Seven Lessons Learned in Seven Days‏

Children possess uncanny permanent marker detection…just one of the life lessons I learned this week.

Life’s been especially busy around here lately. My husband spent a week in Montana working on a scale monitoring system project while I took care of the kids at home. In the busyness, there’s plenty of opportunity for learning. Here are some lessons I learned in the last week:

Laying down together under the warm heat lamp, the new lamb and our three-year old.

Laying down together under the warm heat lamp, the new lamb and our three-year old.

Bears Knock Down Pictures
Our youngest child recently turned two. Every day, her growing vocabulary and creative exploits tell us more and more that she definitely is no longer a baby, but a real, live two-year-old. One of her most recent “milestones” is learning to stretch the truth.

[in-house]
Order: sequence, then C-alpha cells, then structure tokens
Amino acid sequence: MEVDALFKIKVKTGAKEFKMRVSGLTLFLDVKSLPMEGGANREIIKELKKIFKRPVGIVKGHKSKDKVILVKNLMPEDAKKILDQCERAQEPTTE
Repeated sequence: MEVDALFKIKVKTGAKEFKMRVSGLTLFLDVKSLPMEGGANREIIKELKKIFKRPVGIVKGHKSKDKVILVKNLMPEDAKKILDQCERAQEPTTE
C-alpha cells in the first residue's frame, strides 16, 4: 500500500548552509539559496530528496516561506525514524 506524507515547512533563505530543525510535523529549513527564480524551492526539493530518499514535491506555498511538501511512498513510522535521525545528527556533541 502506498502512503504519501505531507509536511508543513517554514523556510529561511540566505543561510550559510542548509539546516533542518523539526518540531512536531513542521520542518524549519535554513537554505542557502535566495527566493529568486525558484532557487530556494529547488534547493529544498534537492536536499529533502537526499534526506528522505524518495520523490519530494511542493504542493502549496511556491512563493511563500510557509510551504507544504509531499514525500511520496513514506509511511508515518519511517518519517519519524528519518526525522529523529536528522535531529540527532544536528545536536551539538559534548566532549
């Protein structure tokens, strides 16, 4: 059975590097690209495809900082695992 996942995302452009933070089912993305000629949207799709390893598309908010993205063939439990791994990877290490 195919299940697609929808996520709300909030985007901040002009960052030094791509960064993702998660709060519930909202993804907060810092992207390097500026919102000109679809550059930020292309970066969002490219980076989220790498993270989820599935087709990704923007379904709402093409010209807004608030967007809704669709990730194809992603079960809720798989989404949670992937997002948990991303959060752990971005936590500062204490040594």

A few days ago, I didn’t pick her up out of her crib right away when she woke up. With a few minutes to kill, she filled her time by undressing herself and emptying her crib of blankets.

I also noticed the picture that normally hangs above her bed was missing, so I asked her what happened. She looked at me very seriously, shook her head, and with a disgusted look, said, “Bear knocked it down, Mom.” Oh, the teddy bear did it. Of course.

If only baby books had a spot to record “Child’s First Fib.” I can’t say my heart swelled with pride, but I was a bit impressed by her convincing delivery. I’m sure with time, she’ll improve on her technique, and stop blaming her mishaps on inanimate objects like teddy bears.

Children Possess Uncanny Permanent Marker Detection
It’s a well-known truth that a bag left unattended will receive little attention from a child, unless it contains something inside that a child shouldn’t touch. Yesterday, my husband left his laptop bag on the floor. The laptop bag is a familiar sight, one that doesn’t generally draw much attention from our kids.

However, this time it happened to contain a blue Sharpie marker deep within.

While I was in the kitchen doing dishes, my busy two-year-old walked in to tell me, “Need a bath, Mom.” I turned around to see her, bare from the waist down, legs covered in long blue streaks that reached from one foot, up her leg, across, and down to her foot on the other side. She also had a big lovely patch of blue on her lower back.